Chinese labour workers and their team manager laying the tracks on the Belgrade-Stara Pazova section of the Belgrade-Budapest railway. Source: author’s own.
The Belgrade-Budapest Railway has been lauded as the flagship Belt and Road project of the wider Central and Eastern European (CEE) region, and as such is promoted by Beijing as a successful template for Sino-CEE cooperation concluded via the 17+1 initiative, established in 2012 to foster relations between China and 17 CEE countries. In its host context of Hungary and Serbia, the investment has been politicised from the get-go, wherein criticism has largely focused on the project’s violation of EU public procurement rules, which require competitive dialogue and open-tender processes for projects of substantial size.
We would expect the Belgrade-Budapest Railway to be subject to greater scrutiny in both Hungary, as an EU member state, and Serbia, where external legitimacy of the EU is an important cornerstone of regime legitimacy, stemming from broad-based support for EU integration and cooperation. While this has played out in Hungary where there have been protests and where the EU launched infringement proceedings against the construction for non-compliance, the Serbian section has proceeded relatively unhindered.
In a recent paper co-authored with László Bruszt and published in a Special Issue of Review of International Political Economy, we identify a developmental state in the least likely of times – the period of hegemonic neoliberalism in the 1990s and early 2000s – and the least likely of places, namely the post-socialist Central Eastern European (CEE) economies conventionally described as FDI-dependent Dependent Market Economies (DMEs).
The macroeconomic consequences of the CODID-19 pandemic in the EU economy are materializing against the background of underlying structural challenges. Ensuring long-term convergence and stability between EU countries will require coordinated fiscal, wage and industrial policies. This blog post finds that EU countries are stuck on different trajectories in their economic development. Core countries, periphery countries, East European countries and financial hubs have responded differently to increasing European economic integration. This leaves Europe mired in structural polarisation, where political tension relates to diverging economic developments and increasing gaps in the evolution of technological capabilities. As a consequence, counteracting polarisation and promoting convergence requires a coordinated strategy that includes fiscal, wage and industrial policies.
Several EU countries were already on diverging macroeconomic development paths when the COVID-19 pandemic hit, but the macroeconomic consequences of the crisis must be expected to further accelerate existing divergences. Even though large parts of the EU experienced an economic upswing in the years running up to the COVID-19 pandemic, this temporary upswing in the business cycle served to mask the underlying tendencies towards structural polarisation in Europe, which will become more apparent over the course of the current crisis.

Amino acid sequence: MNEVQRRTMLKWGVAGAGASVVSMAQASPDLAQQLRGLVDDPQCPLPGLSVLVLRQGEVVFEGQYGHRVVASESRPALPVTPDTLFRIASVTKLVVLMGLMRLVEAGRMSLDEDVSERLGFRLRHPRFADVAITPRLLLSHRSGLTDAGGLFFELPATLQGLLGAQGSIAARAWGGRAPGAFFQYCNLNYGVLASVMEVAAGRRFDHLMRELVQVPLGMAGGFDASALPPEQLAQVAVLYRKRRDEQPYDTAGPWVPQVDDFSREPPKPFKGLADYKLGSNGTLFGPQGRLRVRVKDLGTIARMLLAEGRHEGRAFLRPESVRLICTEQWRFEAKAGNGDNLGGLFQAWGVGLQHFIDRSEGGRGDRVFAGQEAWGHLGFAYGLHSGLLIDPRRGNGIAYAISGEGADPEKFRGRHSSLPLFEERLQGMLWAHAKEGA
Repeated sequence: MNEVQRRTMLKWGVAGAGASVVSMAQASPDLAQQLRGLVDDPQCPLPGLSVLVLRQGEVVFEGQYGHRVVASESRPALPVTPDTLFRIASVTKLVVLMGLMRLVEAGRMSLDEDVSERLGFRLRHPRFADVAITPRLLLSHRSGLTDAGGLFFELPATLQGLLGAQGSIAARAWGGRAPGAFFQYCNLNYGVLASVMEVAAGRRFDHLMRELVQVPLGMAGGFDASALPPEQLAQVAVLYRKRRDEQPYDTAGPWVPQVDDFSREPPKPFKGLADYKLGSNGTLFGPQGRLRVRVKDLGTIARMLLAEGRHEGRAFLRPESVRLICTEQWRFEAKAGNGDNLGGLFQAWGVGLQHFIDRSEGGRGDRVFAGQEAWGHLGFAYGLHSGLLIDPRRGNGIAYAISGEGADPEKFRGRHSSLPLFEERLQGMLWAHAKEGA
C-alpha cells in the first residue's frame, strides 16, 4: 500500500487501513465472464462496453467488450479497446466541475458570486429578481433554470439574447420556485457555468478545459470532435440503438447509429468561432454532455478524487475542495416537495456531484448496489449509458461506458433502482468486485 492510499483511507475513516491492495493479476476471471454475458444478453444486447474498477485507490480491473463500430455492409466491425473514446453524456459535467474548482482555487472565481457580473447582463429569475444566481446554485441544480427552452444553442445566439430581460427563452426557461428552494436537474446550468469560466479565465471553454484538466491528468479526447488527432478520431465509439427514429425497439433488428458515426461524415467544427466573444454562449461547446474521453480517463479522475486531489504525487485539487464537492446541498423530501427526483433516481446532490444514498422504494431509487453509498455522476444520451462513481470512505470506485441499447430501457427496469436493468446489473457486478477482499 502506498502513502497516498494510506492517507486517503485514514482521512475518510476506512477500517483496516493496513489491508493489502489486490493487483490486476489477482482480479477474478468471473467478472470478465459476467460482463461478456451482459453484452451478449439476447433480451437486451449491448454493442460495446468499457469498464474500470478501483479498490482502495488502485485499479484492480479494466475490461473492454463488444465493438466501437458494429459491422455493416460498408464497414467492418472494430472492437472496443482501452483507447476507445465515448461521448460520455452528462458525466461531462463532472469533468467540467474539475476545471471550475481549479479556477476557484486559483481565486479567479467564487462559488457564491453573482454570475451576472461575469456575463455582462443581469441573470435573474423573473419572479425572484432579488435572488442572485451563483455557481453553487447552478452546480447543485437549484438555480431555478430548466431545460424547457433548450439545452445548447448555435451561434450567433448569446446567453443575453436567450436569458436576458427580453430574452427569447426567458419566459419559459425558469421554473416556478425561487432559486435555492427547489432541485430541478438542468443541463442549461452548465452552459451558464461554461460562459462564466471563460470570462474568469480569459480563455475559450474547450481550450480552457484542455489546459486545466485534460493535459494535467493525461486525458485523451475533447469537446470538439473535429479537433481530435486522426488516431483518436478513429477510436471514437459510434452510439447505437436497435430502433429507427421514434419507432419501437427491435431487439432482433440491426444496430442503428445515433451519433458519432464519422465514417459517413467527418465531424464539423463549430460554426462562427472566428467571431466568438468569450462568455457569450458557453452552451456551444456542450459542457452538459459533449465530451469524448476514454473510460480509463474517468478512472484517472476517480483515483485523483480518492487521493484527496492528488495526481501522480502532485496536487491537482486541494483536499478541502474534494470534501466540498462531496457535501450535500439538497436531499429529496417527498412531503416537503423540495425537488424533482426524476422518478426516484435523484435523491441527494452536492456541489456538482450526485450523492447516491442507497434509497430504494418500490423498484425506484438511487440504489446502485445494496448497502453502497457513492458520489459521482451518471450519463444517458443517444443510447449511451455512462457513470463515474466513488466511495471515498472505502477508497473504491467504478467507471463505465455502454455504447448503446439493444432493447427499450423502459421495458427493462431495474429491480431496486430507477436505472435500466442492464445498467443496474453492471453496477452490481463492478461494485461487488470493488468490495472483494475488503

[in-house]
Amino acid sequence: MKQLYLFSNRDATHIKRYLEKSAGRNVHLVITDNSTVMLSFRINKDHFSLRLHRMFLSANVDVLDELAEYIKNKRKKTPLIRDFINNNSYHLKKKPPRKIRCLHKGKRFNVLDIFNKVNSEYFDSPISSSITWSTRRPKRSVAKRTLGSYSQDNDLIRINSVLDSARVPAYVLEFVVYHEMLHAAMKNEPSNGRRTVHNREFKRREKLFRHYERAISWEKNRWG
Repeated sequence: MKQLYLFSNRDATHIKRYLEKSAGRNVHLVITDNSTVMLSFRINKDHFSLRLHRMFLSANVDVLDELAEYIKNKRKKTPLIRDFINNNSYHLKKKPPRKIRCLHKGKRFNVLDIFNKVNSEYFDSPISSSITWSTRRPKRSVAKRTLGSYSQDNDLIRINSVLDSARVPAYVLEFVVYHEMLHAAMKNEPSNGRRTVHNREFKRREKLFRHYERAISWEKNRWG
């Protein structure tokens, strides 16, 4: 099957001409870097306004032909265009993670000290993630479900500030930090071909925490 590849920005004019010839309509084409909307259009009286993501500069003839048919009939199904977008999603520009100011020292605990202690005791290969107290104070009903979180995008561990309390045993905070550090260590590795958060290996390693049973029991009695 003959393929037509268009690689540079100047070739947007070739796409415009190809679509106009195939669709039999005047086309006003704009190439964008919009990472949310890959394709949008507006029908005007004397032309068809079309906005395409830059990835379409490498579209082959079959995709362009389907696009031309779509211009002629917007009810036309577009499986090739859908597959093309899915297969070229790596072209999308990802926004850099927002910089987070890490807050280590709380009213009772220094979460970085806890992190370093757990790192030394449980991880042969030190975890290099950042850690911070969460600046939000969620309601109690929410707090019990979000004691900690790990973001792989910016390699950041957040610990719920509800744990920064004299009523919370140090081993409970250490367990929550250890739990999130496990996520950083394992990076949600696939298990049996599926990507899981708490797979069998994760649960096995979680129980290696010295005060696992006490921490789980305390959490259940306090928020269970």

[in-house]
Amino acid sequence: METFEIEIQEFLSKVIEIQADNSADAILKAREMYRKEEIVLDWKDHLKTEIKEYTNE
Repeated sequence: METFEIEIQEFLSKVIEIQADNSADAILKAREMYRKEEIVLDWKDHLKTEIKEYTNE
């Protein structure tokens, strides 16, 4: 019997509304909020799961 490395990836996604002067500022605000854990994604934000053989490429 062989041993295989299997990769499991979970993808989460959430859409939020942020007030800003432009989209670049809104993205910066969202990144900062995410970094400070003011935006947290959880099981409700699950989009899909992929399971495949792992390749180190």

In astudy recently published in the Journal of Evolutionary Economics, I argue with Claudius Gräbner, Jakob Kapeller and Bernhard Schütz that essential factors for explaining the long-term polarisation between EU countries are to be found in the unequal regulatory conditions in the context of the European ‘race for the best location’ (for example, in the areas of labour market, tax and corporate law or financial market regulation), as well as in the different technological capabilities across EU countries.
We show that technological capabilities in EU countries are distributed unequally; EU countries remain structurally polarised, i.e. they are stuck on different developmental trajectories that contradict the political goal of ensuring convergence and stability in the EU. Notwithstanding short- and medium-term cyclical developments, existing differences in technological capabilities will continue to fuel a process of economic disintegration in the EU if policy-makers fail to counteract the polarisation trend by introducing a coordinated policy strategy that should include fiscal, wage and industrial policies.Read More »
Do stronger countries always get what they want in trade negotiations? My new book – Power in North-South Trade Negotiations – suggests not. In it, I ask how African, Caribbean and Pacific (ACP) countries were able to extract a series of concessions from the European Union in negotiations for free trade agreements over the last two decades. In doing so, I explore the underlying reasons why power relationships in trade politics are more complex than they appear at first glance. Read More »
By Collin Constantine (Kingston University) and Johanna Renz (University of Oxford)
A powerful core and a powerless periphery – these are features of the European Monetary Union (EMU). The union has gone much further than Latin America and the Caribbean (LAC) in its integration efforts and has suffered from a severe economic crisis. Since LAC’s economic integration is still ongoing, it can and should learn from the EMU’s mistakes before it is too late.